Laundry soap production regarding to this project is batch system. Soap making or the saponification process is done by reacting fatty acids with a caustic alkali, the properties of the resulting soap depending on the mixture of fats used, the kind of caustic alkali and the actual process employed. Caustic soda is most often used but caustic potash, or a mixture of the two, are also suitable. Potash produces a finer product. Sophisticated items such as perfumed bath preparations require prior bleaching and deodorization of the fats to achieve the color, odor and performance features desired in the finished bar.
i) Oil slowly heated in an open pan; concentrated caustic soda solution added, slowly in small quantities at a time, boiling over a period of several hours. The mixture must be boiled under controlled conditions, to ensure completion of the saponification process without over-boiling.
ii) A moderate heat is maintained and each addition of caustic soda solution is allowed to react fully with the oils, before the next addition. Hasty addition of caustic soda solution will result in undesirable graining. If the mass shows signs of separating or graining, further water is added to bring the oil charge to a homogeneous state.
iii) After as much as 5 hours boiling, a fatty layer emerges on top of the mixture. This is mostly half-spent caustic, some of which should be added to the next batch in the pan to speed emulsification. Eventually the soap separates as a loose curd leaving more ½ spent caustic. The mass thickens, gets increasingly transparent and finally assumes a peculiar shiny translucent surface free from froth. If colors are to be added to the soap these should be incorporated before closing the boiling operation.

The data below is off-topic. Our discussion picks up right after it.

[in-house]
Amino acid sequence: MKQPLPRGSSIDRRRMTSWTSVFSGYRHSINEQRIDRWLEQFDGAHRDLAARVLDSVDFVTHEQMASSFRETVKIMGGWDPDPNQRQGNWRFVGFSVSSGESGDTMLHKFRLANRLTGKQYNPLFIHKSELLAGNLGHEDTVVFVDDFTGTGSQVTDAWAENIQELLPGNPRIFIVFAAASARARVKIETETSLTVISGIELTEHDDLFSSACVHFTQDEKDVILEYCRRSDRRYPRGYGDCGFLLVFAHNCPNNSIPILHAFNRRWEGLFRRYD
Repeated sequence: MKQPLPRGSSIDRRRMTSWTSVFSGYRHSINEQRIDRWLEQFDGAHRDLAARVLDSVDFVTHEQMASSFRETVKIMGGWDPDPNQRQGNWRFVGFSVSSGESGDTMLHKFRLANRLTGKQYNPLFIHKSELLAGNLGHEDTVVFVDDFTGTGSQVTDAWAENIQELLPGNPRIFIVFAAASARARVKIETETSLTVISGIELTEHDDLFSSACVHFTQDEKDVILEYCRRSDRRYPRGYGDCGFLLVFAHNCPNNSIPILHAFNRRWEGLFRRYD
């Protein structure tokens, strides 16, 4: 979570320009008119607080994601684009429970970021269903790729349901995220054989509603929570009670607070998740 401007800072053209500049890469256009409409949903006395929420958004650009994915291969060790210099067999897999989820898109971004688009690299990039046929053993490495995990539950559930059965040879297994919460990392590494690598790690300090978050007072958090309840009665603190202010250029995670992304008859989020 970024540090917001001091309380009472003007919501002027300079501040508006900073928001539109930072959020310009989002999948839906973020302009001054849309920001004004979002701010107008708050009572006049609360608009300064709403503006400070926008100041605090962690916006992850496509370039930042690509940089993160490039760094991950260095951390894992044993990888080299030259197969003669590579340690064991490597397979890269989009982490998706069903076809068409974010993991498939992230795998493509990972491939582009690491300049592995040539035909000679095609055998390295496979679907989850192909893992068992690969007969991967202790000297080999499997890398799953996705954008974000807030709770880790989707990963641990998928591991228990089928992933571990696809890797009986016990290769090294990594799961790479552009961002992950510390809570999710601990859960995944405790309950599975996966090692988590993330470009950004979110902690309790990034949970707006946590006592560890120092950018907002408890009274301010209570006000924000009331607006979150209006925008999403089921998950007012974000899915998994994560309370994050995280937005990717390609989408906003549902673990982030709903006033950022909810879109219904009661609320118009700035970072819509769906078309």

iv) On settling and cooling, which may take up to 4 days, the soap separates into 3 layers, pure neat soap uppermost, next an impure nigre soap and at the bottom a nigre lye. The pure soap is skimmed off for further processing the nigre soap goes to be re-worked and the lye gets returned to a next boiling batch. Perfumes, if any, may be added after the soap charge in the pan has become cooled a little.
v) Builders and fillers are added and thoroughly crunched in; the soap is then transferred to frames for subsequent cooling and cutting.
A valuable by-product of this process is glycerin, which is usually recovered by chemical treatment, followed by evaporation and refining. (Refined glycerin is an important industrial material used in foods, cosmetics, drugs and many other products.)
If the producer requires alternative technology one can employ Semi-Boiled or Cold processes which are economical and simple ways of making soft or potash soaps, requiring low-cost investment in equipment and no sophisticated skills. In addition to the above two alternatives, continuous processes with automated and compact equipment are widely employed to save installation space, consumption of steam and electric power and labor.